Crypto lender BlockFi launched its bitcoin trust for accredited investors, with 1.75% management fee (0.25% lower than market leader GBTC). The trust will not list on the OTC markets for another 6-12 months. TAKEAWAY: The competition to market leader Grayscale’s funds (Grayscale is owned by DCG, also parent of CoinDesk) continues to grow, as BlockFi’s trust now joins those run by Bitwise and Osprey. The emerging competition could be one of the reasons the premium retail investors have traditionally been willing to pay on popular trusts such as GBTC has been falling.
Canadian bitcoin mining firm Bitfarms (BITF) has entered into a CAD$40 million ($31 million) agreement to sell 11.5 million common shares, plus an option to buy another tranche for the same number of common shares, to institutional investors. TAKEAWAY: This is the firm’s third financing sale in a month, and reflects the growing investor interest in listed crypto mining companies as a proxy play on the bitcoin price. Over the past three months, BITF’s share price has increased by almost 700% – it’s not surprising they’re taking advantage of the opportunity to shore up the balance sheet while they can.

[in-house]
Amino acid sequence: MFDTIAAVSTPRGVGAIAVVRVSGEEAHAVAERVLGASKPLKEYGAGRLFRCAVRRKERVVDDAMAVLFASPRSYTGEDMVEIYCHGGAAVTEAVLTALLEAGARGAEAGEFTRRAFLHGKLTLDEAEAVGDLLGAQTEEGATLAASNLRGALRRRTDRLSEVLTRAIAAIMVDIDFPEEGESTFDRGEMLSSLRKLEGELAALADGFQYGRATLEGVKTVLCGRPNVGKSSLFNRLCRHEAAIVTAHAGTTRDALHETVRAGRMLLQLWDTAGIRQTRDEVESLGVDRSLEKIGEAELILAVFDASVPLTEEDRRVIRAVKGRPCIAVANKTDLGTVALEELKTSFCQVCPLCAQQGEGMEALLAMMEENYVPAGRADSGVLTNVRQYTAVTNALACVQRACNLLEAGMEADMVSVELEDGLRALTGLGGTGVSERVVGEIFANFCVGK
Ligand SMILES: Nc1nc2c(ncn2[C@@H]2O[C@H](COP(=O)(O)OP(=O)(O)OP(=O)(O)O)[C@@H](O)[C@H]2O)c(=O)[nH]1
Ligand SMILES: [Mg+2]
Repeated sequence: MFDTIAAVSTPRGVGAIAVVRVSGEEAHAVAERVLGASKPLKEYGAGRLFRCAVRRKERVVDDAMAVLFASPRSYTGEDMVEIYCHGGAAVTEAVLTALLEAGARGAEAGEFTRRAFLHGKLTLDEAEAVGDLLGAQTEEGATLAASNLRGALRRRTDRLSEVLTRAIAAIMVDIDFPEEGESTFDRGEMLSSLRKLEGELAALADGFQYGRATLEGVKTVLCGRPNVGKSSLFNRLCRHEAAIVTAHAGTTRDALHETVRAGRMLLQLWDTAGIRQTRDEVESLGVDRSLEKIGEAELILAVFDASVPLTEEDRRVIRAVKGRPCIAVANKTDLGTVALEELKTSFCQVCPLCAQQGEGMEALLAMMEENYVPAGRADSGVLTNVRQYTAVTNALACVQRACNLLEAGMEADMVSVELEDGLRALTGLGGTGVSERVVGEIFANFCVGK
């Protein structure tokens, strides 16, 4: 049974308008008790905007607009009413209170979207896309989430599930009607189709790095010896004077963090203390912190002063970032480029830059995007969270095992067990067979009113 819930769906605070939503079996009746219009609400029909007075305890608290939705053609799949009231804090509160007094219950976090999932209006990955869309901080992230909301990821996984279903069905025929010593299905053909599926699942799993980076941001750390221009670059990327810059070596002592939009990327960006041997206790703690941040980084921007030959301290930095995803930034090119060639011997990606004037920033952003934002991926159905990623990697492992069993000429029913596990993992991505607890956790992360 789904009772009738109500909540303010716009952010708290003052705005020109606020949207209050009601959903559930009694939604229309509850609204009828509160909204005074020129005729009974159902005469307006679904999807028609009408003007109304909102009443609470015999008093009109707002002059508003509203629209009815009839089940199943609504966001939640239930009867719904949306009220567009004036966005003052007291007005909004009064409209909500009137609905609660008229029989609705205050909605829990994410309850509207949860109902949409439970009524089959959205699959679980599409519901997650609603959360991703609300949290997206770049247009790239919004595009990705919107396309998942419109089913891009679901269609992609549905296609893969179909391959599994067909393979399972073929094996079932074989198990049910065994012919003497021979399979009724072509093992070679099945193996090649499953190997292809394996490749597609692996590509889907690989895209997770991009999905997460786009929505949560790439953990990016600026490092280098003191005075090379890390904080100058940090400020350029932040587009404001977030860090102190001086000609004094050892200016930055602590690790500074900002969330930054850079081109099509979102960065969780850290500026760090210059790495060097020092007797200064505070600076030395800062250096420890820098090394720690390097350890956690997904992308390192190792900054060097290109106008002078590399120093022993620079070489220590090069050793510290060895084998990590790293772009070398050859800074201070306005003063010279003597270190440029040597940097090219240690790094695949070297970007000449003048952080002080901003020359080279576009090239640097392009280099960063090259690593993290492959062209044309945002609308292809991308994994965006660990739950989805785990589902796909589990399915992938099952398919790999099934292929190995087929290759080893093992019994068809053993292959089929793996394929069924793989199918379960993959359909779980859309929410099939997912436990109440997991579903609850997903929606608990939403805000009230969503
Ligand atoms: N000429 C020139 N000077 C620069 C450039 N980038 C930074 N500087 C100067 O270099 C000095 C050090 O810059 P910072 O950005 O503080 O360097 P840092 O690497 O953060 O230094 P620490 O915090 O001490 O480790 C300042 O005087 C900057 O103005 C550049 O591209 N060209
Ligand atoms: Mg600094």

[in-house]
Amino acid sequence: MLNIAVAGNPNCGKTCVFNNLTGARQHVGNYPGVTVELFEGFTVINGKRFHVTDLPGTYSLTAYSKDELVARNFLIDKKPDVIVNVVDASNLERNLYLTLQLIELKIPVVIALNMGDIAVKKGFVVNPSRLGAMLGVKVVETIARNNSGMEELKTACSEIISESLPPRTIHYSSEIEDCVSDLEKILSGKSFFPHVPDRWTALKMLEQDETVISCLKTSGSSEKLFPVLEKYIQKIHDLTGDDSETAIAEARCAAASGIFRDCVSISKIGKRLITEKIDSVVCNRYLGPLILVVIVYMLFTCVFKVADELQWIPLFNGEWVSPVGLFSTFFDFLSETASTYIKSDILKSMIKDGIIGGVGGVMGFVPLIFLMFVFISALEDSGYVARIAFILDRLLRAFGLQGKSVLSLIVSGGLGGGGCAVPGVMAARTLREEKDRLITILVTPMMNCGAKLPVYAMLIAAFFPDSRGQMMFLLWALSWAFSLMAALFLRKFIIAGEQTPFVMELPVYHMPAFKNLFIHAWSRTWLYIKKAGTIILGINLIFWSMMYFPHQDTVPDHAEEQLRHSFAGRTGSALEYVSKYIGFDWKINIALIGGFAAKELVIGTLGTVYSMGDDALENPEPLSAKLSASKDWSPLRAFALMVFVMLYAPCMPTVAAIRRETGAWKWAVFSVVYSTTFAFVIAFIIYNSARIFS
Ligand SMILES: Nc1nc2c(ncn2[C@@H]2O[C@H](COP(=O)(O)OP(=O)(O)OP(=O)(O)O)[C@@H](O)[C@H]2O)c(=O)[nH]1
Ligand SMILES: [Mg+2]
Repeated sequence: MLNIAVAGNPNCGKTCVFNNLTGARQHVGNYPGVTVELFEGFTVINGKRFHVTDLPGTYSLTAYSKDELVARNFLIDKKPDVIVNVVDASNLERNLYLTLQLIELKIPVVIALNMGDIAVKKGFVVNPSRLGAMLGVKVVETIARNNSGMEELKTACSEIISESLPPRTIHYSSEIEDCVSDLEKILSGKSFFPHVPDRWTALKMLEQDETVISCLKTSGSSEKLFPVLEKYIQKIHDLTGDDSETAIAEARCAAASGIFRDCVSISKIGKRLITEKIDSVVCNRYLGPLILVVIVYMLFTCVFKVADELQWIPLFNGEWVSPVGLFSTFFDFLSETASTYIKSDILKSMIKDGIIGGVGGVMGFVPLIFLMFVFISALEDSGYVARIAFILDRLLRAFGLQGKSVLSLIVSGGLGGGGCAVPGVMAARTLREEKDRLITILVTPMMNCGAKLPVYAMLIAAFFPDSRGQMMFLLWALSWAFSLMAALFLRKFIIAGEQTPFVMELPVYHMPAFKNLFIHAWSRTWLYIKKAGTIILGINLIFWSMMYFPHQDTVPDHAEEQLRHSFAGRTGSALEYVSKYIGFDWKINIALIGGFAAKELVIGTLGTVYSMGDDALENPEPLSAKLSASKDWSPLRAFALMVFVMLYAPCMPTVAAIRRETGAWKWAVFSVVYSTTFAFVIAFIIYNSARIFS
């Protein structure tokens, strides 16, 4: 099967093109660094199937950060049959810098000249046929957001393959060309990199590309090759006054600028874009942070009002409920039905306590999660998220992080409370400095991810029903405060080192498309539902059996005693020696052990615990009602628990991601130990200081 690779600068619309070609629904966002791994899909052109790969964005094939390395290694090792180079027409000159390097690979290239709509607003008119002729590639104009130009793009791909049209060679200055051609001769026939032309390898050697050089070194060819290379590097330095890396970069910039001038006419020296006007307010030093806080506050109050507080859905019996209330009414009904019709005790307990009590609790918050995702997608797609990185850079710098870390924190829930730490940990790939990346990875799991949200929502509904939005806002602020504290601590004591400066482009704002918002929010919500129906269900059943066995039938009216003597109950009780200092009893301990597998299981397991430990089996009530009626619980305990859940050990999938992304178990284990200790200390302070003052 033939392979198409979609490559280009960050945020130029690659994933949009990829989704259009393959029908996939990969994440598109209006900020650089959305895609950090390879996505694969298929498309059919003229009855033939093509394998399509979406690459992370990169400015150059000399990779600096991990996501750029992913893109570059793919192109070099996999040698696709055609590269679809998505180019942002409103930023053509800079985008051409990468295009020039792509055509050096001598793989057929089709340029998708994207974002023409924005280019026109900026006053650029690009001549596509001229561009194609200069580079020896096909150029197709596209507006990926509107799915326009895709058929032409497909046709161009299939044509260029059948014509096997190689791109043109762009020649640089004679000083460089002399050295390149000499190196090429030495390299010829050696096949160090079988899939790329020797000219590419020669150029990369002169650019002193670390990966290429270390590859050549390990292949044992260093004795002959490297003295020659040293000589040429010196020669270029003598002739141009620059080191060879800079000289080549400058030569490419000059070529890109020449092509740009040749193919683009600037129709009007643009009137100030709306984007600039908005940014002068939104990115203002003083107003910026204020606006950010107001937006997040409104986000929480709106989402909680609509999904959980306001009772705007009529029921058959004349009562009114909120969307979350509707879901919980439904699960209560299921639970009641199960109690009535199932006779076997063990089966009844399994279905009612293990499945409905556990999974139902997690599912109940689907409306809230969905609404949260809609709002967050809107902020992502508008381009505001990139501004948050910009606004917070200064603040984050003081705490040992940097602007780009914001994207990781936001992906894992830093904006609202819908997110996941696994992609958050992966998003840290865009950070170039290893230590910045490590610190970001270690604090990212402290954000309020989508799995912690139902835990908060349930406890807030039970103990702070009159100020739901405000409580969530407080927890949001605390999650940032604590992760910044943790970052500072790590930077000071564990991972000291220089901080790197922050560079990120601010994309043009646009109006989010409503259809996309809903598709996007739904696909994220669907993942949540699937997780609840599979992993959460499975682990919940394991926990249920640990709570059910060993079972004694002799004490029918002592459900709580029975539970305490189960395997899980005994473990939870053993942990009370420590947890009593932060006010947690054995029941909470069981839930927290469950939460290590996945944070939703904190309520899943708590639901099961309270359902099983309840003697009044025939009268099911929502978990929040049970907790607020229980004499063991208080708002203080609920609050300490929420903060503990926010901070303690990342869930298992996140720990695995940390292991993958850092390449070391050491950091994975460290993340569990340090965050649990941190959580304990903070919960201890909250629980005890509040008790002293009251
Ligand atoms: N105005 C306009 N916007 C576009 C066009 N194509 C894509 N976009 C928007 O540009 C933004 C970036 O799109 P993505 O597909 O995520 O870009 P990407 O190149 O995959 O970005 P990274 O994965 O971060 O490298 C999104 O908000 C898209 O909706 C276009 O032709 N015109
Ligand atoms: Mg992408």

Mastercard is planning to give merchants the option to receive payments in cryptocurrency later this year. TAKEAWAY: This is another big step forward for the use of cryptocurrencies in payments. It’s not clear which cryptocurrencies Mastercard is thinking of including in this service. Whether it includes bitcoin or not (it’s more likely to focus on stablecoins), it will be a big boost for mainstream use of cryptocurrencies and could trigger a wave of innovation in related point-of-sale and working capital management services.